Summer Fun Patent Style: Patentable Fun at the Beach
|Written by Steve Brachmann
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Posted: August 9, 2013 @ 11:09 am
During the summer months, beaches are major tourist destinations across the country. Americans take almost two billion trips to beaches every year and spend billions in beach communities, according to the U.S. Environmental Protection agency. All of these beach visitors look for a variety of ways to enjoy their time near or in the water.
Today in IPWatchdog’s continuing Summer 2013 Fun series, we want to look at some very intriguing patent applications and issued patents from the U.S. Patent and Trademark Office regarding fun at the beach. A number of these documents describe active games for many participants that involve a lot of physical activity. One issued patent protects a safe game for young children who rush out to plant a flag in the coast while avoiding incoming waves. Another issued patent describes a portable tennis court for beach use.
Three other patent applications featured here encourage more passive forms of play and recreation. A first application would protect a style of beach golf where players can easily build a small course. Another patent application describes a portable beach toy kit that builds a more complete play environment, including a castle and a moat. Finally, we take a look at a patent application that would protect a board for a seashell collection game.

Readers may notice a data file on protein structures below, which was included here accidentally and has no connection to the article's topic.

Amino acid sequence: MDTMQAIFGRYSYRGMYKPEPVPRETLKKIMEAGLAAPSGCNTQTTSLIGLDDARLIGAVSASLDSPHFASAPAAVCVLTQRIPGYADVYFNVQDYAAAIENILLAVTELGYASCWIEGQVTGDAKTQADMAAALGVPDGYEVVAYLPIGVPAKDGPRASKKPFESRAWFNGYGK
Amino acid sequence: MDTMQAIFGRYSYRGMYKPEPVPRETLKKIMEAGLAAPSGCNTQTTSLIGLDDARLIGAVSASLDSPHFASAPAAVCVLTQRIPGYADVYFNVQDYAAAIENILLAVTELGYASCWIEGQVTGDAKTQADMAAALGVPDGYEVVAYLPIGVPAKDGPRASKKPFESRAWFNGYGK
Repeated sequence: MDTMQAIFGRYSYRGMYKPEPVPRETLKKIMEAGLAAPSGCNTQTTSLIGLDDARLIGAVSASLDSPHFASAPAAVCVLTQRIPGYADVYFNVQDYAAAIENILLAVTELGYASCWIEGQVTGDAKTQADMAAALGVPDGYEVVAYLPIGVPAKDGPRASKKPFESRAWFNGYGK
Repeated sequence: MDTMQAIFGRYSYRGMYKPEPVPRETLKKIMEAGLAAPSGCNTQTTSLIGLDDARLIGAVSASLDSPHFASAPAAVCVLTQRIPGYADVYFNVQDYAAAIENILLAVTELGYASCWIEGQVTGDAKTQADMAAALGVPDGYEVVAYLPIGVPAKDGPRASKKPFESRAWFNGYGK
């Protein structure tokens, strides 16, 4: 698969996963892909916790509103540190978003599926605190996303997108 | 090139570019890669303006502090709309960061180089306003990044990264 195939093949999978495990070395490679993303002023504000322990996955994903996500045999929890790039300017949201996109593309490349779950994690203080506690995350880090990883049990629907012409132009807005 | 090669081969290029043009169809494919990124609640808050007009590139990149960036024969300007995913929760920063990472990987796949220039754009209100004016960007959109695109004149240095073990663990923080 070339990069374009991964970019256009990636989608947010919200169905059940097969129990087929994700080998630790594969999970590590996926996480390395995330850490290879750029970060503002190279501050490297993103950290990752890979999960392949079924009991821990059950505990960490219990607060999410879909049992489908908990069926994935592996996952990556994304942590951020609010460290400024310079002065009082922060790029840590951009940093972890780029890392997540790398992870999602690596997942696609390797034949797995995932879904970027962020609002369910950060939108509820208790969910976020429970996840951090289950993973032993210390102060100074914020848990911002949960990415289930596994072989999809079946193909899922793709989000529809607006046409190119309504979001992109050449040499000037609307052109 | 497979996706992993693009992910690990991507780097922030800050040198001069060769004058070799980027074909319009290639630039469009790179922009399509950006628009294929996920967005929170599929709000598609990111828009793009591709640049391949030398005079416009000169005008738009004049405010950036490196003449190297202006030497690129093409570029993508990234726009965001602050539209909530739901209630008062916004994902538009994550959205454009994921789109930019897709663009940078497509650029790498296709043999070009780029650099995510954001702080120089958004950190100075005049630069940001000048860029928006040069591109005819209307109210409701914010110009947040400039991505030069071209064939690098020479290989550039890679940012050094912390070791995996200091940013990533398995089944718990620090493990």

Beach Golf Hand Ball
U.S. Patent Application No. 20130017897
People often use the wide spaces available on beaches to play organized games in groups. Paddleball, bocce ball and volleyball are various games to be played on beach surfaces, but each have various drawbacks. Players may want more competitive forms of playing without requiring too much equipment in order to play.
This patent application, filed in January 2013 by joint inventors Gregory and Peggy Ann Tsiopanas of Pooler, GA, would protect a beach game where players try rolling balls into a cup entrenched into the sand. Players take a rigid PVC cup and create a hole in the sand so that the top of the cup is level with surrounding sand, laying the cup’s spade-shaped ridge on the bottom. Players take four balls and try to roll them into the cup across a distance of sandy beach.
Claim 1 of this patent application would give the inventors the legal right to protect:
“A beach golf game comprising: at least one rigid cup; a plurality of balls, each of the balls being sized to fit in the rigid cup; a rules sheet setting forth game rules and describing game play; and a carrying bag sized to encase at least the rigid cup and the balls.”
Castle and Moat Beach Toy
U.S. Patent Application 20100248581
Kits full of beach toys have long been a fixture at beaches and sandboxes across the country. Children often have access to toys, such as shovels, spades and sifters, but these only allow them to manipulate the sand in a few ways. Even when mesh bags are used to carry these toys, there can be excess sand and water that stay in the kit. If opened at home, this trapped water and sand can create a mess.